“If it seems like everyone you know is tired all the time, or constantly stressed, you may be tempted to overlook your own fatigue or anxiety,” says Dr. Steven Petak, president of AACE, the American Association of Clinical Endocrinologists. “In today’s hectic world, it’s easy to convince yourself that these problems are really just signs of the times.”
The real cuprit might thyroid disease.
It’s estimated that more than half the 27 million Americans who have thyroid disease remain undiagnosed. “The disorder can be difficult to diagnose because its most common symptoms are also indicative of a host of other problems,” says Petak. “Doctors may focus on one or more of these isolated symptoms without looking at the total picture that adds up to thyroid disease.”
One victim of the disease, for example, was routinely fatigued, but the doctors she visited suggested it was because she was overweight. If she shed some pounds, they said, she’d have more energy.
Finally, at a walk-in clinic where she’d gone for treatment of a common cold, a doctor asked if she’d ever had her thyroid checked. “My results came back at the very edge of the normal range,” she said. “And while my hormone levels were in the normal range, it turns out the level wasn’t ‘normal’ for me and needed to be adjusted with medication.” She was diagnosed with hypothyroidism.
A few years ago, the American Association of Clinical Endocrinologists proposed a narrower normal TSH (thyroid stimulating hormone) range than the one used by most labs. “Since many physicians may not be aware of this, it could lead to a patient being told their results were normal, when in fact they fall outside the newly proposed range,” Petak said.
Another woman diagnosed with the disease had previously tested as normal, but didn’t know you could develop thyroid disease at any time. “A few years ago, I noticed that I felt hyper and stressed all the time,” she said. “My heart raced constantly and I always felt hot, even in a room others said was cold.” Her doctors finally did a TSH test and diagnosed her with hyperthyroidism.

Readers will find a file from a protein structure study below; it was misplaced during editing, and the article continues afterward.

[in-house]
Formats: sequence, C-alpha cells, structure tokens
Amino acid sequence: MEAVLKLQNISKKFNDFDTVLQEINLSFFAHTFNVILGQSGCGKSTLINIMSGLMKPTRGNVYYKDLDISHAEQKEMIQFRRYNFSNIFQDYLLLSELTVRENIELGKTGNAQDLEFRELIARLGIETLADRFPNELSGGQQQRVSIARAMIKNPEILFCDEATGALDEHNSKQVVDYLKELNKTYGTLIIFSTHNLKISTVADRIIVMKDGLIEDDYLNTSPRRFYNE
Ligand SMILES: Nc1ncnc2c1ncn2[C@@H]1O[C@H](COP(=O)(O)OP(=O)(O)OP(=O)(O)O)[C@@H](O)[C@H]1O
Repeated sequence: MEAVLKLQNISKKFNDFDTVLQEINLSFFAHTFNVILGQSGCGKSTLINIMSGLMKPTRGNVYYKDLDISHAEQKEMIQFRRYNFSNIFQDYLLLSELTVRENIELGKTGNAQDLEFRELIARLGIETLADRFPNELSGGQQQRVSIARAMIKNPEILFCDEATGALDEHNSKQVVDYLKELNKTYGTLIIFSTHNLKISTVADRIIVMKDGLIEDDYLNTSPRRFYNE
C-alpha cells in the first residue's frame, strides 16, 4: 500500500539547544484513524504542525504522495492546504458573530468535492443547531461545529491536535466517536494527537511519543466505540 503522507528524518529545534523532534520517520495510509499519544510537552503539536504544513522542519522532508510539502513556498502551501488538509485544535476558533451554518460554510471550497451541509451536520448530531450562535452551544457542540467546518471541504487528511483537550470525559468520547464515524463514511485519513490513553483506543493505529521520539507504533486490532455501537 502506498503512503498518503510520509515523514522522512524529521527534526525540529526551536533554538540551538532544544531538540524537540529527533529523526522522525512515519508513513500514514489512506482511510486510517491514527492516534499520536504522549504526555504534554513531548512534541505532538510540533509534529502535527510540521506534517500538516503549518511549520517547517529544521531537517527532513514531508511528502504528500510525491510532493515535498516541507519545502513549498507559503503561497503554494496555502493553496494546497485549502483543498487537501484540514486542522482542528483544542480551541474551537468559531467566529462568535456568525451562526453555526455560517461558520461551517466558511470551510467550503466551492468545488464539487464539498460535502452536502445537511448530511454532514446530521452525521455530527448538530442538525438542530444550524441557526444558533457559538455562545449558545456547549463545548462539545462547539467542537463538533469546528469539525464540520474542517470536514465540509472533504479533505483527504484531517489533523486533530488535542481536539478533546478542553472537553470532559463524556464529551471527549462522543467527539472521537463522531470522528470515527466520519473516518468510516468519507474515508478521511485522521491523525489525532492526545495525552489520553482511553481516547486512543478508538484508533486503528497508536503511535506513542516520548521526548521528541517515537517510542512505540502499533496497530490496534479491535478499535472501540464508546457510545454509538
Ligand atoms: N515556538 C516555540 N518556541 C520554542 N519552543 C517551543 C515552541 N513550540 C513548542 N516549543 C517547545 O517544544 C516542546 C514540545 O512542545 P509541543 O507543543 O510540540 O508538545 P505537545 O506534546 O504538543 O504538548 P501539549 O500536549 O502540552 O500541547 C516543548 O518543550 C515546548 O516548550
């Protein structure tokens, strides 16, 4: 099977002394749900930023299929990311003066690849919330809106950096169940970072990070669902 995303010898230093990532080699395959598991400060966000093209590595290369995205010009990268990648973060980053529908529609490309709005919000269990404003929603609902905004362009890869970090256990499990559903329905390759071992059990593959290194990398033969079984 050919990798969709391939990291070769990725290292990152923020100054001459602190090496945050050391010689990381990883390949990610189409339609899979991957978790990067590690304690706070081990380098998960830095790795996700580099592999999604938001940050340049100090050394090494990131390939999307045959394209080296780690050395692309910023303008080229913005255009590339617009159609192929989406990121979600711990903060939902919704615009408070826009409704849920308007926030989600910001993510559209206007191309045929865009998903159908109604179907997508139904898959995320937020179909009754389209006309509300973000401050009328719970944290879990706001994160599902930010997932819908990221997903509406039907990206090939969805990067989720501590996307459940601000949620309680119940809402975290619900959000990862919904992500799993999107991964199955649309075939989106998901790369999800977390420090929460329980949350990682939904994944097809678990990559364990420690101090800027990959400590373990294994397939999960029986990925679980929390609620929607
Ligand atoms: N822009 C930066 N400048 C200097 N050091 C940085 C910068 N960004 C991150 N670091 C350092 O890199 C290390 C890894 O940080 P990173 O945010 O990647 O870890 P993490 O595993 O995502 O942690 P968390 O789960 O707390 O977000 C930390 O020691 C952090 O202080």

The good news is, thyroid disease is one of the easiest maladies to detect and treat, experts say. Here are the 10 most important things to know about thyroid disease, according to AACE:
• Up to 27 million Americans may be affected by thyroid disorders, although more than half remain undiagnosed.
• Thyroid disorders are more common among women.
• Thyroid disorders tend to run in the family.
• Fatigue is a common complaint for under- and overactive thyroid conditions.
• TSH testing is the most useful test for thyroid screening.
• Regular checkups are the key to successfully managing a malfunctioning thyroid gland.
• Changing brands and dosage that affect thyroid hormone levels should be followed by retesting.
• Do not change your dose of thyroid medication without guidance from your physician.
• Thyroid conditions in pregnancy warrant close attention.
• Thyroid cancer is one of the fastest-growing cancers in America — and one of the most curable.
— ara content